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To raise awareness of the value of sound study strategies, administrators at Samford University in Alabama invited psychology professor Stephen Chew, PhD, to speak on the subject during an annual freshman meeting each fall semester. Although it was an evaluation study, the conference was found to produce immediate changes in beliefs and attitudes about the study, but no long-term changes. "Students forgot the ins and outs of class and fell back into old habits under the stress of the semester," says Chew.

To provide an accessible resource, launched aseriesof five 7-minute videos on the most common misconceptions about learning, how to optimize learning, and much more. Teachers across the school assign the videos as required class assignments, and the videos have been viewed 3 million times by high school, college, and medical students around the world.

While this form of campus-wide educational education is rare, psychology researchers are optimistic that it may become more common in the coming years. "There's a lot more discussion about the science of learning among teachers today than there was ten years ago," says Karpicke. "Most students don't know how to study effectively, and teachers are increasingly trying to change that."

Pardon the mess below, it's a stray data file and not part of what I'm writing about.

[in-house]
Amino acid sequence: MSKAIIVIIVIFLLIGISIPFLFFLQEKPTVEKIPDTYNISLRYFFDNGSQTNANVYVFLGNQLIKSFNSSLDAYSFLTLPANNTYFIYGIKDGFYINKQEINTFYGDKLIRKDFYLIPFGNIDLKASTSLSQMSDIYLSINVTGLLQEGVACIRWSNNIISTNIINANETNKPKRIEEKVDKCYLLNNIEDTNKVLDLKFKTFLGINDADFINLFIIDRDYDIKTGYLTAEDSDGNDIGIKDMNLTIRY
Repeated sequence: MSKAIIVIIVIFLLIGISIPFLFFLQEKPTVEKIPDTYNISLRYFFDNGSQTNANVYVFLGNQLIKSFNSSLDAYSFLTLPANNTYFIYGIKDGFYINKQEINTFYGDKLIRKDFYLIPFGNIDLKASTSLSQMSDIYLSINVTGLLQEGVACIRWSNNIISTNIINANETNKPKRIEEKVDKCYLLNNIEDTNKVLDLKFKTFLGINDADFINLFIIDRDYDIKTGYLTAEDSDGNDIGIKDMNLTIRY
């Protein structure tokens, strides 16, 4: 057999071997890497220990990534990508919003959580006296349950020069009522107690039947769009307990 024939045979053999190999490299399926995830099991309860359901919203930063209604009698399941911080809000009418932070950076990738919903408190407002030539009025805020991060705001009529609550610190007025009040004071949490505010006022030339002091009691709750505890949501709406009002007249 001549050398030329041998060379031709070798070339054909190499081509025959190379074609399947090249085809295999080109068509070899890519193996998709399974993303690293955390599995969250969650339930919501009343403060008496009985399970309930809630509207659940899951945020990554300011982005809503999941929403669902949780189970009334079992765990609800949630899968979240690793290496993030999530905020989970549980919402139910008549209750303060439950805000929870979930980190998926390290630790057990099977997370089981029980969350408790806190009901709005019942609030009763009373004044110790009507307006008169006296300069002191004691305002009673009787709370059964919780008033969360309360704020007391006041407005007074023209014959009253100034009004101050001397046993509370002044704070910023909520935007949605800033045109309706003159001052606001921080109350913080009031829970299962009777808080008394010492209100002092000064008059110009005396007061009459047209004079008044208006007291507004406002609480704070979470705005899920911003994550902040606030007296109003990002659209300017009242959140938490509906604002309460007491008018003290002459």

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What is the best proven way to learn? ›

10 Scientifically Proven Ways to Study Better in 2022
  • Interval studying. ...
  • Revise studied content earlier. ...
  • Test your memory by rewriting what you've learned. ...
  • Exercise before settling down to study. ...
  • Self-assessment is key. ...
  • Sleep well after studying. ...